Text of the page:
When you love someone with depression, you must understand that depression is not sadness. It is not feeling blue, or simply having an off day or week. It is not something they can simply snap out of. They cannot “choose” happiness instead, despite what Pinterest may tell you.
The thing you must understand when you love someone with depression is that it is an illness, and one that can be absolutely debilitating.
It is a weight that can keep them from leaving their bed, crashing waves that keep them from reaching out when they are drowning. Depression is the leech that drains them of all of their energy, their feeling, their willpower. It is their own voice in the back of their mind that tells them they are unlovable, that they are not good enough. It is the stubborn and pervasive belief that it will never get better.
Even if you know these things about them are not true, that they are worthy of love and more than enough, you must realize that these beliefs are very real to them. It is part of the illness. These are its symptoms.
So instead of telling them that what they feel is simply not true, acknowledge their pain. Explain that even though you know how loved they are, you recognize they do not realize it. Tell them that you see how much they are hurting, how you hear it in their voice as it wavers as they choke back tears explaining what war they were fighting in their mind that day.
When you love someone with depression, never delegitimize their suffering. Because it is this undermining of mental illness that keeps the stigma alive. It is what keeps people from getting help because they think what they feel is because of something wrong with them, as opposed to an illness.
So encourage them to go to therapy if they can and drive them to their first appointment if they are afraid. Support them if they need to take medication. Help them find support groups or forums online.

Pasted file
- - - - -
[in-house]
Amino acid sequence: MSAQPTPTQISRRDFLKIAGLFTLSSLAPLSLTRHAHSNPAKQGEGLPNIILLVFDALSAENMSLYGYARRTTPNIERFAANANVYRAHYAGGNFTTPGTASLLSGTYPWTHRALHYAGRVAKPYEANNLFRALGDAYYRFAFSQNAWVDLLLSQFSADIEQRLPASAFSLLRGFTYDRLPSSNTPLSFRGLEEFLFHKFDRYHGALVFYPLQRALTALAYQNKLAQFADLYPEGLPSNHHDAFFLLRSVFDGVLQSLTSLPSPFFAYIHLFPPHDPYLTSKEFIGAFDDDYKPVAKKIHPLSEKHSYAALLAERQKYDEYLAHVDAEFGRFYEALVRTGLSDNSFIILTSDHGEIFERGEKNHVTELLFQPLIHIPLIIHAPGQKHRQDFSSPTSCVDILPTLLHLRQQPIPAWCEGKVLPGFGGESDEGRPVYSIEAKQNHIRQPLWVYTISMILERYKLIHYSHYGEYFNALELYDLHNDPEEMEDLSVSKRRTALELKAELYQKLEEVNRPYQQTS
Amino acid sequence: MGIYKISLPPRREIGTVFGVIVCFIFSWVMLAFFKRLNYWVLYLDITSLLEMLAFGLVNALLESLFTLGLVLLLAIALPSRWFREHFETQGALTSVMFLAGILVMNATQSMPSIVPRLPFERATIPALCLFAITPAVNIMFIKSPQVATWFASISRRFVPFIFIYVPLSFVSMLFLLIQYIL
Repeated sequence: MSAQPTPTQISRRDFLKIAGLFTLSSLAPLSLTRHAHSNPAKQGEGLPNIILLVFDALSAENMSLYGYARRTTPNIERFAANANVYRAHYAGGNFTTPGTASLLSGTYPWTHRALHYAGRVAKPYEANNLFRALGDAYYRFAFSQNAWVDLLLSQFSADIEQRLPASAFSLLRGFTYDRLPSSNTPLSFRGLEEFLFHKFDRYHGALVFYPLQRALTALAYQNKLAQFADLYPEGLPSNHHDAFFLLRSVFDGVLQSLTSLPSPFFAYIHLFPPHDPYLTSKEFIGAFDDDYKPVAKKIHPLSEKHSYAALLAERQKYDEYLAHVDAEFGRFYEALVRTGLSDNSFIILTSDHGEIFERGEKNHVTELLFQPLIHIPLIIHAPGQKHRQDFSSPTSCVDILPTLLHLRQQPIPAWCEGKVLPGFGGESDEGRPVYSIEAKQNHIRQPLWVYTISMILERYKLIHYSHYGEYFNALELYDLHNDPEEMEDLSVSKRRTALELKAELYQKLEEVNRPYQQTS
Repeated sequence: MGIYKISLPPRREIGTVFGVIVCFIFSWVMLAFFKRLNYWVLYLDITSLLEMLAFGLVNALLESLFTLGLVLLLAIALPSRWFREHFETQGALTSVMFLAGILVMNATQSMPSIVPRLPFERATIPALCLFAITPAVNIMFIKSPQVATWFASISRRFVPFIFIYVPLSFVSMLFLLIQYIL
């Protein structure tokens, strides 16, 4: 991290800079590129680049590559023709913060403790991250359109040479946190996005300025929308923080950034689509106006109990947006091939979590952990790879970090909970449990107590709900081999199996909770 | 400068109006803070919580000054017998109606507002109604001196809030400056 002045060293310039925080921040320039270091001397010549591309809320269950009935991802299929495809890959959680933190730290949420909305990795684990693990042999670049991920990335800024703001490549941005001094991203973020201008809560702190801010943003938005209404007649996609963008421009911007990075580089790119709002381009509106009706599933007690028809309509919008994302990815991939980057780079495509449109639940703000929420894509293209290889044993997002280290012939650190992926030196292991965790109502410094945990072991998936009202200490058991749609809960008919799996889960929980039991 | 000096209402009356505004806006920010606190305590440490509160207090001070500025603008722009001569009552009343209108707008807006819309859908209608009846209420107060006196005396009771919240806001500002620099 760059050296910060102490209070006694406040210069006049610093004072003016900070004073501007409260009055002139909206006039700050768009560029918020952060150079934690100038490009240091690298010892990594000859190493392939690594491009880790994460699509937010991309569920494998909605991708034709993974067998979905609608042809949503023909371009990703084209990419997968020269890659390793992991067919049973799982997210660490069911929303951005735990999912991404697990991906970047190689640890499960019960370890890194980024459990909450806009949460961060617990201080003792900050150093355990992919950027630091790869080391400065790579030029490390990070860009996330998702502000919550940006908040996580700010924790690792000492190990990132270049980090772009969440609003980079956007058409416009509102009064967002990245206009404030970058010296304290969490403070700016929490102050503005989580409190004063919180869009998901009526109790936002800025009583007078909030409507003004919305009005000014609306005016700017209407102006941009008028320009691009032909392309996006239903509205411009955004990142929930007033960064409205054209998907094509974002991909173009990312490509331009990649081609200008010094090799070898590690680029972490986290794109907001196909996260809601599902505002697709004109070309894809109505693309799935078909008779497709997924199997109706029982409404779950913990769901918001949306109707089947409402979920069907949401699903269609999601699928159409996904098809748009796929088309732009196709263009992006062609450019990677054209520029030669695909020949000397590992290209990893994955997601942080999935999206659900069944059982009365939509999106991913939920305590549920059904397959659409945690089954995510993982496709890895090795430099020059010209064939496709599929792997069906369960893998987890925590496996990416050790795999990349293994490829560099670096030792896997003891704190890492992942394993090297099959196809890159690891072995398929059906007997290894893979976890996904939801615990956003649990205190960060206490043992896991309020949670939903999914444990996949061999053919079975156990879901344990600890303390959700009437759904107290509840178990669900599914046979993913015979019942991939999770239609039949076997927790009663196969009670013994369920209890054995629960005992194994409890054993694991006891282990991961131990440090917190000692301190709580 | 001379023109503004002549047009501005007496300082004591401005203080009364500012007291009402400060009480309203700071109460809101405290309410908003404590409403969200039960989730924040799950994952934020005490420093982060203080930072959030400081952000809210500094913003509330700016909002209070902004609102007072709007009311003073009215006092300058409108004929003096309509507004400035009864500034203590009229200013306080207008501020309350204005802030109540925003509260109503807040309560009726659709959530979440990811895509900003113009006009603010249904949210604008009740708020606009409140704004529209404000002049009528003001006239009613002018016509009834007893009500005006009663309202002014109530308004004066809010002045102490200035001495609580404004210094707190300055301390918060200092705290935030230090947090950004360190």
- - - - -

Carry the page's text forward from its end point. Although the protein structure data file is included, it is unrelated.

Let them know they are never alone.
Because depression can get better, and it does with proper treatment and support. But not without hard work from the person who suffers. Realize that first and foremost; it is them fighting through it, and it is never a quick fix. It takes patience and mastering new skill sets to cope. So be a helping hand as they heal. Cheer them on for every victory, be it big or small. Sometimes that means that they got out of bed, Sometimes it means laughter breaking through tears.
But mostly when you love someone with depression, it is important to remember that they are more than their illness.
Because they are going to forget that fact. They will define themselves by their bad days, by their symptoms. By their pain. They are going to succumb to that voice in the back of their mind that tells them that they are unloved, that they are not enough.
And when they do, you need to be the one that argues back and reminds them that depression is not what defines them. It is not all that they are. Instead, talk about their compassion, their kindness. Their strength to get through every damn day. Talk about their sense of humor, their intelligence. Their patience. Talk about all that they are beyond their illness. Because when you love someone with depression, it is not their depression you think of first.
It is them.